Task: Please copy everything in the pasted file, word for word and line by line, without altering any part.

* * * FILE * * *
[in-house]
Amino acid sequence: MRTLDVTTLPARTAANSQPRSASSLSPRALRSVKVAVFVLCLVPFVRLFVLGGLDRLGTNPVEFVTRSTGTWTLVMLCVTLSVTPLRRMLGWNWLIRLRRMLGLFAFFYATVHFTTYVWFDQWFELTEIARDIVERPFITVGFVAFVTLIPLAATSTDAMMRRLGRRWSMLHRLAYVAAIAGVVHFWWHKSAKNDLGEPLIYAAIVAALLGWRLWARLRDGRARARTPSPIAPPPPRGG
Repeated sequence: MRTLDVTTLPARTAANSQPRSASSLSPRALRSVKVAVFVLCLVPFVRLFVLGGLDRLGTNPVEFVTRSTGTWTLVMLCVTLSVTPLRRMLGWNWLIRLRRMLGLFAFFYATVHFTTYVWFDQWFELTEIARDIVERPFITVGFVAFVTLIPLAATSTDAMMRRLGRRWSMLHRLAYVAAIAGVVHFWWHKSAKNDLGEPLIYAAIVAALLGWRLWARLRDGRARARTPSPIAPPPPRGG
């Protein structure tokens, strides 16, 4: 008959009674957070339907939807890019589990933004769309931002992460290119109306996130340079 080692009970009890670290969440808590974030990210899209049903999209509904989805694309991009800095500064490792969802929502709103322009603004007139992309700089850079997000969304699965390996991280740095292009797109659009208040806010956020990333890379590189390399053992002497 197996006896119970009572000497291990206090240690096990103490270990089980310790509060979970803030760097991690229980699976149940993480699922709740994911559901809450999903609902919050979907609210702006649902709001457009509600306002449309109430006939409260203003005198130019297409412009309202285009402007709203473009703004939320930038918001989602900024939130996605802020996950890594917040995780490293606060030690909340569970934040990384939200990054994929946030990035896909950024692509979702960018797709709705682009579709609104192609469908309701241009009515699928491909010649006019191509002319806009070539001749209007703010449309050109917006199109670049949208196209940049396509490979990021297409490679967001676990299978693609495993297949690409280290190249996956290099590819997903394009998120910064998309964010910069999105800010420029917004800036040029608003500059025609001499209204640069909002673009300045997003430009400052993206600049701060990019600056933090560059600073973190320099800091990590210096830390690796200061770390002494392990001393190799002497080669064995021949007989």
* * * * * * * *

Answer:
[in-house]
Amino acid sequence: MRTLDVTTLPARTAANSQPRSASSLSPRALRSVKVAVFVLCLVPFVRLFVLGGLDRLGTNPVEFVTRSTGTWTLVMLCVTLSVTPLRRMLGWNWLIRLRRMLGLFAFFYATVHFTTYVWFDQWFELTEIARDIVERPFITVGFVAFVTLIPLAATSTDAMMRRLGRRWSMLHRLAYVAAIAGVVHFWWHKSAKNDLGEPLIYAAIVAALLGWRLWARLRDGRARARTPSPIAPPPPRGG
Repeated sequence: MRTLDVTTLPARTAANSQPRSASSLSPRALRSVKVAVFVLCLVPFVRLFVLGGLDRLGTNPVEFVTRSTGTWTLVMLCVTLSVTPLRRMLGWNWLIRLRRMLGLFAFFYATVHFTTYVWFDQWFELTEIARDIVERPFITVGFVAFVTLIPLAATSTDAMMRRLGRRWSMLHRLAYVAAIAGVVHFWWHKSAKNDLGEPLIYAAIVAALLGWRLWARLRDGRARARTPSPIAPPPPRGG
């Protein structure tokens, strides 16, 4: 008959009674957070339907939807890019589990933004769309931002992460290119109306996130340079 080692009970009890670290969440808590974030990210899209049903999209509904989805694309991009800095500064490792969802929502709103322009603004007139992309700089850079997000969304699965390996991280740095292009797109659009208040806010956020990333890379590189390399053992002497 197996006896119970009572000497291990206090240690096990103490270990089980310790509060979970803030760097991690229980699976149940993480699922709740994911559901809450999903609902919050979907609210702006649902709001457009509600306002449309109430006939409260203003005198130019297409412009309202285009402007709203473009703004939320930038918001989602900024939130996605802020996950890594917040995780490293606060030690909340569970934040990384939200990054994929946030990035896909950024692509979702960018797709709705682009579709609104192609469908309701241009009515699928491909010649006019191509002319806009070539001749209007703010449309050109917006199109670049949208196209940049396509490979990021297409490679967001676990299978693609495993297949690409280290190249996956290099590819997903394009998120910064998309964010910069999105800010420029917004800036040029608003500059025609001499209204640069909002673009300045997003430009400052993206600049701060990019600056933090560059600073973190320099800091990590210096830390690796200061770390002494392990001393190799002497080669064995021949007989």